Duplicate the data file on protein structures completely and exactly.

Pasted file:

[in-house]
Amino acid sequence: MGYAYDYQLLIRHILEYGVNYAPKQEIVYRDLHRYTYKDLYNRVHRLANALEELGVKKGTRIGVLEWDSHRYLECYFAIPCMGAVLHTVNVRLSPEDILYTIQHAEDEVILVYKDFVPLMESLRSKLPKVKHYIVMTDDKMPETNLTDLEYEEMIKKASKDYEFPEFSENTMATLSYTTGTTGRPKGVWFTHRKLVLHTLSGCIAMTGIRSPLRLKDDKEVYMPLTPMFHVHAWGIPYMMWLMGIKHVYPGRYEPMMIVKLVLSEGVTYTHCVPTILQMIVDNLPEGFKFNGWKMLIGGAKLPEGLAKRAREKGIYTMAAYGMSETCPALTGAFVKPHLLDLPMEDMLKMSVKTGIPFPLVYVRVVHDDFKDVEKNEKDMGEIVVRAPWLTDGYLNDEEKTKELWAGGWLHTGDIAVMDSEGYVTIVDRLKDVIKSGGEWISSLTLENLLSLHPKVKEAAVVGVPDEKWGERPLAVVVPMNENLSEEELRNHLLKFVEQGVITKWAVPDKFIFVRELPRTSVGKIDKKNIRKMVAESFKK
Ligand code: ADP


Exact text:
[in-house]
Amino acid sequence: MGYAYDYQLLIRHILEYGVNYAPKQEIVYRDLHRYTYKDLYNRVHRLANALEELGVKKGTRIGVLEWDSHRYLECYFAIPCMGAVLHTVNVRLSPEDILYTIQHAEDEVILVYKDFVPLMESLRSKLPKVKHYIVMTDDKMPETNLTDLEYEEMIKKASKDYEFPEFSENTMATLSYTTGTTGRPKGVWFTHRKLVLHTLSGCIAMTGIRSPLRLKDDKEVYMPLTPMFHVHAWGIPYMMWLMGIKHVYPGRYEPMMIVKLVLSEGVTYTHCVPTILQMIVDNLPEGFKFNGWKMLIGGAKLPEGLAKRAREKGIYTMAAYGMSETCPALTGAFVKPHLLDLPMEDMLKMSVKTGIPFPLVYVRVVHDDFKDVEKNEKDMGEIVVRAPWLTDGYLNDEEKTKELWAGGWLHTGDIAVMDSEGYVTIVDRLKDVIKSGGEWISSLTLENLLSLHPKVKEAAVVGVPDEKWGERPLAVVVPMNENLSEEELRNHLLKFVEQGVITKWAVPDKFIFVRELPRTSVGKIDKKNIRKMVAESFKK
Ligand code: ADP